Many people have preconceived notions about the treatment of depression. The media seems to reinforce the idea that psychiatry/psychology is a bunch of voodoo, whoo-whoo, touchy-feely nonsense. While there may be a few good resources and examples out there, the media and internet often scare people away from the help they need. As a follow-up to Depression: Why Can’t I Just Snap Out of It? here is some more information you might find helpful.
Depression is a common but a serious disorder, yet less than 50% of those with major depression get help. Untreated, a depressive episode usually lasts four or more months. Depression is not the same thing as being sad or grieving. Usually these are associated with a particular loss, and unlike depression, people who are grieving don’t have irrational feelings of guilt and low self-esteem.
Who’s at Risk?
Certain people are at higher risk for depression. Risk factors include having a first-degree relative with depression, being female, the postpartum period, being single, significant stress, experiencing a loss, and having a major medical illness.
Depression often presents as vague physical complaints: “I can’t sleep”, “I sleep all the time”, “I have no energy”, “I can’t concentrate”, “I ache everywhere”, “I have no appetite”, “I can’t stop eating”, “I feel blah.” It isn’t a surprise then that primary care providers are often the first ones to see people when they are depressed. Children especially have a lot of physical complaints and are often irritable.
Common symptoms of depression besides feeling down are anxiety, rumination, sleep disturbances, irritability, trouble concentrating, appetite problems, agitation, low energy or motivation, and an inability to enjoy things like we used to.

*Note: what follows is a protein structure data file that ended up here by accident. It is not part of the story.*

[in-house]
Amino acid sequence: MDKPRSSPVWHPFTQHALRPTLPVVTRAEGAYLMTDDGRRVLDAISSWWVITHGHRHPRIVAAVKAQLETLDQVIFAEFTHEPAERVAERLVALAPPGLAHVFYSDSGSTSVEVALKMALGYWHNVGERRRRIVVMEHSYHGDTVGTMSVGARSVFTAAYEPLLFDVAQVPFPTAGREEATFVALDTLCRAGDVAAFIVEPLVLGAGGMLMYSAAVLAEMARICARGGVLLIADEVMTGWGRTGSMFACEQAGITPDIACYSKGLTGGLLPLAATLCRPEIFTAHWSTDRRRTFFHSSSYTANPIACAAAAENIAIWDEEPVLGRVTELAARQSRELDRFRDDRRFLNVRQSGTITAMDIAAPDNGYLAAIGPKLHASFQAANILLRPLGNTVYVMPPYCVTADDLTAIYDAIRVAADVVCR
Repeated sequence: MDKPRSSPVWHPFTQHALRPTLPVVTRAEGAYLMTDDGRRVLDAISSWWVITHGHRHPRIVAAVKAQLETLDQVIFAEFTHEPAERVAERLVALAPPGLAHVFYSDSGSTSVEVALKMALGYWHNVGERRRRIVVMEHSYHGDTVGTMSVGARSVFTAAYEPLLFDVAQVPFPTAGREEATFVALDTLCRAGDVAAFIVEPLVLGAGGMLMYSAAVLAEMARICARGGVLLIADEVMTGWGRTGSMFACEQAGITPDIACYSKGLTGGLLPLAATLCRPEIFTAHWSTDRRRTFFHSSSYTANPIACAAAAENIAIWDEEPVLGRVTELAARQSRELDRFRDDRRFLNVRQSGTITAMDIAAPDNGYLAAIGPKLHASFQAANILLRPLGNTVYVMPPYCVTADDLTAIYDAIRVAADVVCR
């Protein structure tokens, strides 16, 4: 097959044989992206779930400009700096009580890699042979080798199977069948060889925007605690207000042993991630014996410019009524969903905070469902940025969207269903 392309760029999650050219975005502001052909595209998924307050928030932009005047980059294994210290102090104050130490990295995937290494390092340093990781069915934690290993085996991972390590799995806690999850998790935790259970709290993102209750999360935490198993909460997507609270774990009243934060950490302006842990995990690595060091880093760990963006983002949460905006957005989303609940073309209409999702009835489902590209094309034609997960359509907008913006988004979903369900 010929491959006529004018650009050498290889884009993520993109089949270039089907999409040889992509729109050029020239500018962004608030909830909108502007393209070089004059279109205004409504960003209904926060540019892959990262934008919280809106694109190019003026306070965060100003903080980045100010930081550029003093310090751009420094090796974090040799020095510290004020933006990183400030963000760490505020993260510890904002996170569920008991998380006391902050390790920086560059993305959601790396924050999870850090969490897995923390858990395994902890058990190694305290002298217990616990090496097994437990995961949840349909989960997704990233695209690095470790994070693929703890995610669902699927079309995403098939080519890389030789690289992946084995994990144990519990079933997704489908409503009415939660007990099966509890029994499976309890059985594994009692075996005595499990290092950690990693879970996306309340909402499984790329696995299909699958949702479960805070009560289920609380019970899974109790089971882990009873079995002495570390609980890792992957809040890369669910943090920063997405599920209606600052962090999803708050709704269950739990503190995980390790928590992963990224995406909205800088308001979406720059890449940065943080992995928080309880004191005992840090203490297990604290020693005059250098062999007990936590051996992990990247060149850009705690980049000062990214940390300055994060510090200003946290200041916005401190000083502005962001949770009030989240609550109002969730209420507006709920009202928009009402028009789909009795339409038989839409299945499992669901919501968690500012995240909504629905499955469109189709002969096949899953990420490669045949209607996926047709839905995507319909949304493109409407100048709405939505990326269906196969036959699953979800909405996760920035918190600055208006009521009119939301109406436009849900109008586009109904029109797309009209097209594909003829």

How is Depression Treated?
It’s always a good idea to start with a visit to the primary care provider because some diseases, nutritional disorders, and medicines can be associated with depression. Ruling out treatable medical causes is an important first step.
Psychiatric providers (therapists and prescribers) often use a variety of screens to get a sense of how bad the symptoms are. It is very important to have a care provider who listens to you; it is equally important that you are candid about your symptoms and concerns. Your therapist or prescriber cannot read your mind, and your feedback is critical throughout the process of getting well again.
Studies show that mild to moderate depression responds well to either psychotherapy or antidepressants. Moderate to severe depression requires both. I am a strong believer in therapy whether or not an individual is on medications. Learning to modify unhealthy thinking and behavior and developing coping or general life skills is an important part of prevention.
Medicine is sometimes necessary to help clients to do the work in therapy. Inability to concentrate, and thus learn new skills, is a problem with many psychological disorders, and medicine can help address this.
There are several classes of antidepressants which affect neurotransmitters in the brain. If one doesn’t work or has troubling side effects, very likely another one will be a better fit. It is not uncommon to have to try several before you and your prescriber find the one that works best for you. It is also helpful if you know what medications other family members have taken and how they responded, because patterns of drug metabolism run in families. Again, this is why you must give your providers feedback!
Once you are on a medication that is a good fit, it may take as long as 4-6 weeks for the full benefit of the antidepressant to be apparent. Once the symptoms have gone away, and you are no longer depressed, antidepressants must be continued for 6-12 months to prevent a relapse. At this point, the medication must be weaned slowly, so it is important to discuss this with your prescriber and not abruptly stop the medicine.
There are several therapies that are effective for depression, depending on the issues surrounding the depression-too many to list. You don’t necessarily need to know which therapy is appropriate; your therapist will determine what the best fit is for you.
Depression makes life so much harder than it needs to be. If you are depressed, or someone you care about is depressed, don’t suffer in silence. There are many options for treating depression.
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